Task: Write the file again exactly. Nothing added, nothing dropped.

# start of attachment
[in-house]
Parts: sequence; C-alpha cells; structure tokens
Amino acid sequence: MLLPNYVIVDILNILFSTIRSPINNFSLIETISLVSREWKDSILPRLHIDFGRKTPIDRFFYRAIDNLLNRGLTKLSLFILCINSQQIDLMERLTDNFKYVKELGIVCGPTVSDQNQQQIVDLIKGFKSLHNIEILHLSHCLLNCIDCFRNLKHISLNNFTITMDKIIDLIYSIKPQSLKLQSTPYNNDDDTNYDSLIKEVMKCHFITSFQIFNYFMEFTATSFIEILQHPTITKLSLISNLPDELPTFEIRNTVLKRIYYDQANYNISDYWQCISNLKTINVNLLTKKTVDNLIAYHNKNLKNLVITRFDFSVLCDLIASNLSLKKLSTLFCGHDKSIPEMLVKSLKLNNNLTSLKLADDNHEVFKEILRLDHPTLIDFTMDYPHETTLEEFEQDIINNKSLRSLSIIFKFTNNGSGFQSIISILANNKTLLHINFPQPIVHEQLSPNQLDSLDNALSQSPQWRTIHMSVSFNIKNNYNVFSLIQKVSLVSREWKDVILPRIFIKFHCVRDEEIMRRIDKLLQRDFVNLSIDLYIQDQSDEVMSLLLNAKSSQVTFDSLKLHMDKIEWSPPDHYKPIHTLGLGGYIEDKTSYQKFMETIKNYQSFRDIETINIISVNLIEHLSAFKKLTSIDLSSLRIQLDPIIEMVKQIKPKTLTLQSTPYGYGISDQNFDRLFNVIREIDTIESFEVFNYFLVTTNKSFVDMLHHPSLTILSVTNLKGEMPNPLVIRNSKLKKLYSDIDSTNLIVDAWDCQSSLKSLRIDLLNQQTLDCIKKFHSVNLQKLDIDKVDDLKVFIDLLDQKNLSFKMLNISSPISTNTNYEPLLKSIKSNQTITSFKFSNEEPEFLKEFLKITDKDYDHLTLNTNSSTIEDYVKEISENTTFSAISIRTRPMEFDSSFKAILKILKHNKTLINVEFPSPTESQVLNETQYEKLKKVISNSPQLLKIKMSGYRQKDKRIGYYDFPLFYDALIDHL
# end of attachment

[in-house]
Parts: sequence; C-alpha cells; structure tokens
Amino acid sequence: MLLPNYVIVDILNILFSTIRSPINNFSLIETISLVSREWKDSILPRLHIDFGRKTPIDRFFYRAIDNLLNRGLTKLSLFILCINSQQIDLMERLTDNFKYVKELGIVCGPTVSDQNQQQIVDLIKGFKSLHNIEILHLSHCLLNCIDCFRNLKHISLNNFTITMDKIIDLIYSIKPQSLKLQSTPYNNDDDTNYDSLIKEVMKCHFITSFQIFNYFMEFTATSFIEILQHPTITKLSLISNLPDELPTFEIRNTVLKRIYYDQANYNISDYWQCISNLKTINVNLLTKKTVDNLIAYHNKNLKNLVITRFDFSVLCDLIASNLSLKKLSTLFCGHDKSIPEMLVKSLKLNNNLTSLKLADDNHEVFKEILRLDHPTLIDFTMDYPHETTLEEFEQDIINNKSLRSLSIIFKFTNNGSGFQSIISILANNKTLLHINFPQPIVHEQLSPNQLDSLDNALSQSPQWRTIHMSVSFNIKNNYNVFSLIQKVSLVSREWKDVILPRIFIKFHCVRDEEIMRRIDKLLQRDFVNLSIDLYIQDQSDEVMSLLLNAKSSQVTFDSLKLHMDKIEWSPPDHYKPIHTLGLGGYIEDKTSYQKFMETIKNYQSFRDIETINIISVNLIEHLSAFKKLTSIDLSSLRIQLDPIIEMVKQIKPKTLTLQSTPYGYGISDQNFDRLFNVIREIDTIESFEVFNYFLVTTNKSFVDMLHHPSLTILSVTNLKGEMPNPLVIRNSKLKKLYSDIDSTNLIVDAWDCQSSLKSLRIDLLNQQTLDCIKKFHSVNLQKLDIDKVDDLKVFIDLLDQKNLSFKMLNISSPISTNTNYEPLLKSIKSNQTITSFKFSNEEPEFLKEFLKITDKDYDHLTLNTNSSTIEDYVKEISENTTFSAISIRTRPMEFDSSFKAILKILKHNKTLINVEFPSPTESQVLNETQYEKLKKVISNSPQLLKIKMSGYRQKDKRIGYYDFPLFYDALIDHL